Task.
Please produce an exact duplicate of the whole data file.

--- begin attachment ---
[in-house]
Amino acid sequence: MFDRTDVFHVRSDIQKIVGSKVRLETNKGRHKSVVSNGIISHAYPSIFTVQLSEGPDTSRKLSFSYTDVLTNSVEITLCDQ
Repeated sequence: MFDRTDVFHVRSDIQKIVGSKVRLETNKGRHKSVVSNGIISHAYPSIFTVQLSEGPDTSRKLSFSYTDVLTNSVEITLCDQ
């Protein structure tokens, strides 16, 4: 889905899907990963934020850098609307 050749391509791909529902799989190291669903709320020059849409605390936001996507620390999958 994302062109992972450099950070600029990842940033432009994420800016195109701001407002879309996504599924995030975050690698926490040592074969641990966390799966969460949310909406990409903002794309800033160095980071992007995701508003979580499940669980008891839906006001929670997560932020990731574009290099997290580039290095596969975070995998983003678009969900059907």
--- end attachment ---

[in-house]
Amino acid sequence: MFDRTDVFHVRSDIQKIVGSKVRLETNKGRHKSVVSNGIISHAYPSIFTVQLSEGPDTSRKLSFSYTDVLTNSVEITLCDQ
Repeated sequence: MFDRTDVFHVRSDIQKIVGSKVRLETNKGRHKSVVSNGIISHAYPSIFTVQLSEGPDTSRKLSFSYTDVLTNSVEITLCDQ
């Protein structure tokens, strides 16, 4: 889905899907990963934020850098609307 050749391509791909529902799989190291669903709320020059849409605390936001996507620390999958 994302062109992972450099950070600029990842940033432009994420800016195109701001407002879309996504599924995030975050690698926490040592074969641990966390799966969460949310909406990409903002794309800033160095980071992007995701508003979580499940669980008891839906006001929670997560932020990731574009290099997290580039290095596969975070995998983003678009969900059907």